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15 technology tricks that are naughty but nice

They're fun but you shouldn't do them, right?

Rules were made to be broken, right? And technology is no exception. We've rounded up 15 awesome things relating to technology that you really shouldn't do. Break these rules at your own peril.

EDITOR'S NOTE: PC Advisor neither recommends nor condones the social media tricks below. Using either trick is a bad idea and, in the case of hijacking someone's account, a criminal offence.

6. Hijack someone else's Facebook or Twitter account

Find yourself loitering in internet cafés or airport lounges with time to kill? Why not hack into your neighbour's Facebook or Twitter account? Just install Firesheep and log on to a public Wi-Fi network; Firesheep alerts you when someone is attempting to log on via an unencrypted connection and snatches their browser cookie out of thin air. Double-click the cookie inside Firesheep, and you're in. What you do from there is up to you and your conscience.
(To avoid suffering the same fate, you can install the Force TLS plug in to encrypt communications over public Wi-Fi.)

Why this is awesome: Everyone has a little voyeur inside them - but really the only reason we included this item was so we could tell you about Force TLS.

Why you shouldn't do it: You're almost certainly violating the terms of service for any account you hack, and you're definitely violating someone's privacy, which is unethical. Depending on what you do with the accounts, you could also be guilty of violating laws regarding computer fraud or be liable to civil suits for defamation, says Jonathan Ezor, director of the Touro Law Center Institute for Business, Law and Technology. Also: Most people's accounts are boring.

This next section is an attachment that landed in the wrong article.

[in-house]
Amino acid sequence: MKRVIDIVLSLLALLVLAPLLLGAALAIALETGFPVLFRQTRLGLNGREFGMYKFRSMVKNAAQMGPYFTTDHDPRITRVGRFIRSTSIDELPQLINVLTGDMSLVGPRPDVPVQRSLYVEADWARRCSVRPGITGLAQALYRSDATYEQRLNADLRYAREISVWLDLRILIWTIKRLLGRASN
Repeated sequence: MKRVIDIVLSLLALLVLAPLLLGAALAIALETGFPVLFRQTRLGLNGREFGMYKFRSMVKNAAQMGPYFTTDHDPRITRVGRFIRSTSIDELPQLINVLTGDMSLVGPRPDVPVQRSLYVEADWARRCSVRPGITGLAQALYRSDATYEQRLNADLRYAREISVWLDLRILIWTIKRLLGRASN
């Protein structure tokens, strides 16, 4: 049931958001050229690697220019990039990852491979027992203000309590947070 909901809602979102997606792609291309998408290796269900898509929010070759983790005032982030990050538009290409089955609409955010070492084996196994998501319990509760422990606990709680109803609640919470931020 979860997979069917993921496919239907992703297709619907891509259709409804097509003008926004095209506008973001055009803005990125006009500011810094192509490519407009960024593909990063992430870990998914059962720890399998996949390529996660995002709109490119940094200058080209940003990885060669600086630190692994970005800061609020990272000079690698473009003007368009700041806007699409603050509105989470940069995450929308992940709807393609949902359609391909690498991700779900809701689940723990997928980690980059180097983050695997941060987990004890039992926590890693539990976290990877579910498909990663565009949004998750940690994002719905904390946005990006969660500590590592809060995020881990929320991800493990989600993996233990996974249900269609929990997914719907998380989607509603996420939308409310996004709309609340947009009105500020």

7. Hack your Wii

Those Nintendo dudes are pretty clever, but despite the fact the Wii comes with a DVD drive, it won't play DVD movies. That's why it's incumbent upon you to correct the injustice by hacking your Wii.

The helpful deviants over at How-To Geek have the buzz on how to pull this off. You'll need a Windows PC with an SD memory card reader, a FAT-16-formatted SD card, the Wii Brew SD Installer, and a copy of The Legend of Zelda: Twilight Princess. No, seriously. (If you don't own a Windows PC - in which case, are you sure you're on the right web site? - you can perform the hack manually by following instructions provided by WikiBrew.org.)

Why this is awesome: Aside from watching Marmaduke on your Wii, you can run Homebrew apps like ComixChannel and WiiRadio. You'll also be able to back up your Wii games and store them on an external drive.

Why you shouldn't do it: If ever your Wii needs repairing...well we hope you're handy with a screwdriver. We wouldn't count on the warranty holding up.

8. Impersonate someone famous on Twitter

We know that @aplusk belongs to Demi's boy toy, Ashton Kutcher and @KylieMinogue is the Australian Pop Princess herself . But what about @chucknorris and @Nick_Nolte?
Nope. They're just fakes - Twitter accounts designed to fool the masses into imagining that they've stumbled upon the ruminations of the celeb in question. Some are obvious parodies; others are just clever (or evil) imitations. Because if you're going to waste time on Twitter, you might as well mess with people's minds while you're there.

Why this is awesome: Like @BPGlobalPR, you could achieve 15 minutes of internet fame by skewering an evil multinational corporation while delighting thousands.

Why you shouldn't do it: If Twitter finds out that the account is bogus - and is clearly not a parody - it will suspend the account. And as with hacked Facebook accounts, you could be held liable for defamation or trademark violations, depending on what you do. So phweet with care.

NEXT PAGE: Make email Vanish

  1. Naughty tech tricks
  2. Maintain multiple Facebook identities
  3. Hijack someone else's Facebook or Twitter account
  4. Make email Vanish
  5. Ditch that DRM
  6. Maintain multiple Facebook identities


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